Purvavideha, Pūrvavideha, Purva-videha: 4 definitions
Purvavideha means something in Buddhism, Pali, Hinduism, Sanskrit. If you want to know the exact meaning, history, etymology or English translation of this term then check out the descriptions on this page. Add your comment or reference to a book if you want to contribute to this summary article.
Mahayana (major branch of Buddhism)Source: Wisdom Library: Maha Prajnaparamita Sastra
Pūrvavideha (पूर्वविदेह) refers to one of the mythical regions which the Bhikṣus visited when a famine broke out, according to the notes at Mahāprajñāpāramitāśāstra (chapter XXIV).—Accordingly, “One day when the Buddha was at Rājagṛha, a famine broke out. The Bhikṣus who had magical powers went to various mythical regions, Jambudvīpa, Pūrvavideha, Aparagodāna, Uttarakuru, the Trāyastriṃśa heaven, to gather the marvelous foods and fruits which these regions produced and distributed them to the community”.
Mahayana (महायान, mahāyāna) is a major branch of Buddhism focusing on the path of a Bodhisattva (spiritual aspirants/ enlightened beings). Extant literature is vast and primarely composed in the Sanskrit language. There are many sūtras of which some of the earliest are the various Prajñāpāramitā sūtras.
General definition (in Buddhism)Source: Wisdom Library: Dharma-samgraha
Pūrvavideha (पूर्वविदेह) in the east refers to one of the “four continents” (dvīpa) as defined in the Dharma-saṃgraha (section 120). The Dharma-samgraha (Dharmasangraha) is an extensive glossary of Buddhist technical terms in Sanskrit (eg., pūrva-videha). The work is attributed to Nagarjuna who lived around the 2nd century A.D.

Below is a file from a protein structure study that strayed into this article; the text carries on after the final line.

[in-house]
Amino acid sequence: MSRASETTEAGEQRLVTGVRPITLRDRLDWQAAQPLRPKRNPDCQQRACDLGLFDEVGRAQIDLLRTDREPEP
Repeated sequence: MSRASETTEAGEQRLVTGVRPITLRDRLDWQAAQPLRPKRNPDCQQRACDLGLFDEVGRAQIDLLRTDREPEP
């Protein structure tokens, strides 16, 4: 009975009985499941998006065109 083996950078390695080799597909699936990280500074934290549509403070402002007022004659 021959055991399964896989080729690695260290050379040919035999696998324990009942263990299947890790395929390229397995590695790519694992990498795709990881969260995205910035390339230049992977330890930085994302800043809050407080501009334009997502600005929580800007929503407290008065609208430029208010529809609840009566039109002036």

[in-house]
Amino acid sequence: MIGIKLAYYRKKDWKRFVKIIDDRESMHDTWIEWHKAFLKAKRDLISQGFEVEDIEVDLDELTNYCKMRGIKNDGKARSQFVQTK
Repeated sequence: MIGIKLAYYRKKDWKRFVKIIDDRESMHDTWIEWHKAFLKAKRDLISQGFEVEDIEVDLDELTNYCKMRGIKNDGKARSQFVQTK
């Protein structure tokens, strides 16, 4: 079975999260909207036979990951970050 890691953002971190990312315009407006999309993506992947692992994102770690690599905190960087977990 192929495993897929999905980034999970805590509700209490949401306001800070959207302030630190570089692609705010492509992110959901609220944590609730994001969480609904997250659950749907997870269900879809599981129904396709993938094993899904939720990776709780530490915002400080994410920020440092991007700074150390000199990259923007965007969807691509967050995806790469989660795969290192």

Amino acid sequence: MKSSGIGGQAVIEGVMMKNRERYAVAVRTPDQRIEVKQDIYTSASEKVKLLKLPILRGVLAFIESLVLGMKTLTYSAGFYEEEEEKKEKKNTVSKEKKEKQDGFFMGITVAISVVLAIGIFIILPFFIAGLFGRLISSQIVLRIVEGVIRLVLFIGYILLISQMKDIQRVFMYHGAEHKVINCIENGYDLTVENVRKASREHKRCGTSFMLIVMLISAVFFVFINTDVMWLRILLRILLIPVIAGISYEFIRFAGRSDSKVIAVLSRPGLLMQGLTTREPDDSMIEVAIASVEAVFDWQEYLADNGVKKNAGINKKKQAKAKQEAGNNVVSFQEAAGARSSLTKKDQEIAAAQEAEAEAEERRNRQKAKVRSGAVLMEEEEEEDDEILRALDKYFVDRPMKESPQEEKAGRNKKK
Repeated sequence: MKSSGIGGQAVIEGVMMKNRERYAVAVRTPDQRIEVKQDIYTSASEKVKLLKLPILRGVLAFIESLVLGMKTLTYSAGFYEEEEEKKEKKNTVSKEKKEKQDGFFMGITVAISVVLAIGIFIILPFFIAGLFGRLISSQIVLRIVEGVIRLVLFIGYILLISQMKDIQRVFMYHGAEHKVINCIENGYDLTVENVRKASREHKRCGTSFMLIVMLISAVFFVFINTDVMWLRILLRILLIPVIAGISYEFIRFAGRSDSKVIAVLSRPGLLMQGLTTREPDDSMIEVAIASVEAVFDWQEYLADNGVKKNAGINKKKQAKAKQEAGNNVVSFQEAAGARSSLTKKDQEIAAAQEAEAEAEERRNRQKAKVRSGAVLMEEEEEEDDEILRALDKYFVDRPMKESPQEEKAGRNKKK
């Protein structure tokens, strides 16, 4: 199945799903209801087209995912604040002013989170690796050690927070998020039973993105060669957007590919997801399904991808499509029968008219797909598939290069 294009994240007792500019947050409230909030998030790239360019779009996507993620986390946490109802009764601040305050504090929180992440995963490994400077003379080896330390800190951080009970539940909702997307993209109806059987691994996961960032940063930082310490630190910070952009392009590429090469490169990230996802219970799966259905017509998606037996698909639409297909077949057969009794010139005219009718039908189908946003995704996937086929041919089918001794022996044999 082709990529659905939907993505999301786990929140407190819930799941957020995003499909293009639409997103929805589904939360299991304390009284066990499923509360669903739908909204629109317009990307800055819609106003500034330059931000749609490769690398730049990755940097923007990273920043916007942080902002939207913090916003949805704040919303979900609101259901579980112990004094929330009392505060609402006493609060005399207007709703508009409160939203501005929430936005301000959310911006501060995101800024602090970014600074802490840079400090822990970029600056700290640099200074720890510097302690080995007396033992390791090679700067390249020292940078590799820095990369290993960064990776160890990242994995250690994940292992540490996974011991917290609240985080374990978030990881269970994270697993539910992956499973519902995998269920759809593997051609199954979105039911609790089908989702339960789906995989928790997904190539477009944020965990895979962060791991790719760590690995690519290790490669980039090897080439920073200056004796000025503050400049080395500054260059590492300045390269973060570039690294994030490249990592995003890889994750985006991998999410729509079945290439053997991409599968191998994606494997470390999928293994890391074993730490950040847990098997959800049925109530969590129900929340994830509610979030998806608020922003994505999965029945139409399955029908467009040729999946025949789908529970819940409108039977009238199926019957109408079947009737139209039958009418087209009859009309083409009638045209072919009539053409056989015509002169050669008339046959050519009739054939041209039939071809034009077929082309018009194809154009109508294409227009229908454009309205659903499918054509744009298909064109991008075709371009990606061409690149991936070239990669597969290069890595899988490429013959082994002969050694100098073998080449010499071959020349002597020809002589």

Languages of India and abroad
Sanskrit-English dictionarySource: Cologne Digital Sanskrit Dictionaries: Edgerton Buddhist Hybrid Sanskrit Dictionary
Pūrvavideha (पूर्वविदेह).—one of the 4 Buddhist continents (see dvipa); -lipi, a kind of script: Lalitavistara 126.5. (Prāg-for Pūrva- is reported in AbhidhK, see s.v. dvīpa.)
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Pūrvavideha (पूर्वविदेह) or Prāgvideha.—q.v., and see dvīpa.
Sanskrit, also spelled संस्कृतम् (saṃskṛtam), is an ancient language of India commonly seen as the grandmother of the Indo-European language family. Closely allied with Prakrit and Pali, Sanskrit is more exhaustive in both grammar and terms and has the most extensive collection of literature in the world, greatly surpassing its sister-languages Greek and Latin.
See also (Relevant definitions)
Search found 7 books and stories containing Purvavideha, Pūrvavideha, Purva-videha, Pūrva-videha; (plurals include: Purvavidehas, Pūrvavidehas, videhas). You can also click to the full overview containing English textual excerpts. Below are direct links for the most relevant articles:
Maha Prajnaparamita Sastra (by Gelongma Karma Migme Chödrön)
Act 10.7: The universes and Buddhas of the ten directions < [Chapter XV - The Arrival of the Bodhisattvas of the Ten Directions]
Courses through the five destinies (pañcagati) < [The world of transmigration]
Act 10.10: Śākyamuni gazes upon the immense assembly gathered before him < [Chapter XV - The Arrival of the Bodhisattvas of the Ten Directions]
The Mahavastu (great story) (by J. J. Jones)
Chapter VI - The gift of a necklace to Yaśodharā < [Volume II]
Chapter II - Maudgalyāyana’s visits to hell < [Volume I]
Chapter XXXVI - The story of Pūrṇa the son of Maitrāyaṇī < [Volume III]
The Great Chariot (by Longchenpa)
Part 4 - The impermanence of the Vessel and Contents < [B. The extended explanation]
Chapter XIX - On Holy Actions (a) < [Section Two]
Chapter XLIV - On Bodhisattva Kasyapa (e) < [Section Ten]
Chapter VII - On the Four Aspects < [Section One]
Buddhist records of the Western world (Xuanzang) (by Samuel Beal)
A Dictionary Of Chinese Buddhist Terms (by William Edward Soothill)